Archive | Activism RSS feed for this section

Nurse-Endorsed Candidate Jim Abeler Wins Republican Primary

13 Jan
Minnesota Senate candidate Jim Abeler

Minnesota Senate candidate Jim Abeler

MNA-endorsed candidate Jim Abeler won an important Republican primary for the special state senate election in Senate District 35 yesterday. Abeler now moves on to the special general election on February 9, to replace Senator Branden Petersen, who resigned his seat.

Issues that directly affect our profession – like attempts to allow others to do registered nursing work – are decided in the political arena. To ensure that our voices are heard in those deliberations, MNA endorses candidates who stand with us on the issues. MNA is proud to support Jim Abeler.
Jim is a chiropractor and former Republican State Representative from Anoka. MNA nurses endorsed Jim several times for State Representative, and we have worked well with him on nursing, health care and labor issues. We know we can count on Jim Abeler to stand with us on issues of nursing practice and patient safety.

Abeler takes time to talk to nurses at North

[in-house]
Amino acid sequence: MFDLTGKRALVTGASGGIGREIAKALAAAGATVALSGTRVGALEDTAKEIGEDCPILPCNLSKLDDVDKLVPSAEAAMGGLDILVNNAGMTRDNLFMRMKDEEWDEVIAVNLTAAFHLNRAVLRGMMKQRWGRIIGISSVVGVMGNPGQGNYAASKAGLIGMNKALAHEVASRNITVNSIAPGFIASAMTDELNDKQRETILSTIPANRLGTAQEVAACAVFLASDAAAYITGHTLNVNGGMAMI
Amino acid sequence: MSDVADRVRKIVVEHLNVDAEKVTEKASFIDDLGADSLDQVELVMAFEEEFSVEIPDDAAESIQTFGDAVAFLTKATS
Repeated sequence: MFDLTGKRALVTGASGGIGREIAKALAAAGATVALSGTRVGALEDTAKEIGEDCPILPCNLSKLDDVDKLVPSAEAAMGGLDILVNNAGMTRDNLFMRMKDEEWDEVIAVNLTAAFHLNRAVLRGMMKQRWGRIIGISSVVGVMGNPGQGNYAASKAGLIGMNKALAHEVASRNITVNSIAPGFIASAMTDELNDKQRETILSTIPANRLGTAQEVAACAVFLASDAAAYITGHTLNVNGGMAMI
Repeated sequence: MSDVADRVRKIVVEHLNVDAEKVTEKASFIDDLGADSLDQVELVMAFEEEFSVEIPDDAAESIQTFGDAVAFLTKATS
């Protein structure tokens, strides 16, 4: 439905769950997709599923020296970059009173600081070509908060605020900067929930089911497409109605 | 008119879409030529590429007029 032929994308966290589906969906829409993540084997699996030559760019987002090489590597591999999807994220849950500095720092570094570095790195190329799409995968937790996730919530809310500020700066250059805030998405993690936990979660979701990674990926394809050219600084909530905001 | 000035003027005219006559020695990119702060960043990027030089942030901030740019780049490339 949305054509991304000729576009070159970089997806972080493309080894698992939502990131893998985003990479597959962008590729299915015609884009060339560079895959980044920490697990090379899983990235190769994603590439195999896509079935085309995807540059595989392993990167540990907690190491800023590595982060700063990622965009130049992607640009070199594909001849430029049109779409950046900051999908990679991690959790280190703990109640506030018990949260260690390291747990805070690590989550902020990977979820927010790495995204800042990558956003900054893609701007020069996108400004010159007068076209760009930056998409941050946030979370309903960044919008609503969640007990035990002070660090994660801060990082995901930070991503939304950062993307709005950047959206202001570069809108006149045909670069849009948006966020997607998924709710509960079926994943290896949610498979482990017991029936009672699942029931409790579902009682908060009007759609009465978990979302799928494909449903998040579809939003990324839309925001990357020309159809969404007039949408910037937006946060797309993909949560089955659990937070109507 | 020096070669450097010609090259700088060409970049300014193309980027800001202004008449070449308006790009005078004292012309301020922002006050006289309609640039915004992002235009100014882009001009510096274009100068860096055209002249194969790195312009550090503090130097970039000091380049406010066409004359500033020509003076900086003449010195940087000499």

Then Representative Jim Abeler with MNA nurses at the 2014 informational picket at North Memorial Medical Center.

MNA nurses conducted phone banks to nurses in SD35 and are pleased that we played a small part in Abeler’s win.

For nurses who live in SD 35 (Anoka, Ramsey and parts of Coon Rapids), please get out to vote for Jim Abeler in the general election on February 9. Polls will be open from 7:00 am to 8:00 pm. To look up your polling place visit

Apply for MN Board of Nursing, other public service opportunities

4 Nov

MNA Political Organizer, Geri Katz

By Geri Katz, MNA Political Organizer

Have you ever thought about serving the public beyond your day-to-day job? Applying your nursing expertise to public service in order to make the public safer in different health care settings throughout Minnesota?

The State of Minnesota is always looking for interested and engaged citizens to serve on state boards and councils. Several have designated positions for RNs.

The one most nurses are most familiar with is the Minnesota Board of Nursing, which protects the public’s health and safety through regulation of nursing education, licensure and practice.

Two RN positions, one APRN position, and one LPN position, on the Board of Nursing will open up in 2016. Governor Dayton will fill those positions. The time commitment, approximately 150‐175 hours annually, includes monthly meetings in St. Paul and ad hoc committee meetings.

Several other board or council vacancies call for an RN or a union member as well. Here’s the full list:

  • Minnesota Board of Nursing: two RN positions, one APRN position, one LPN position;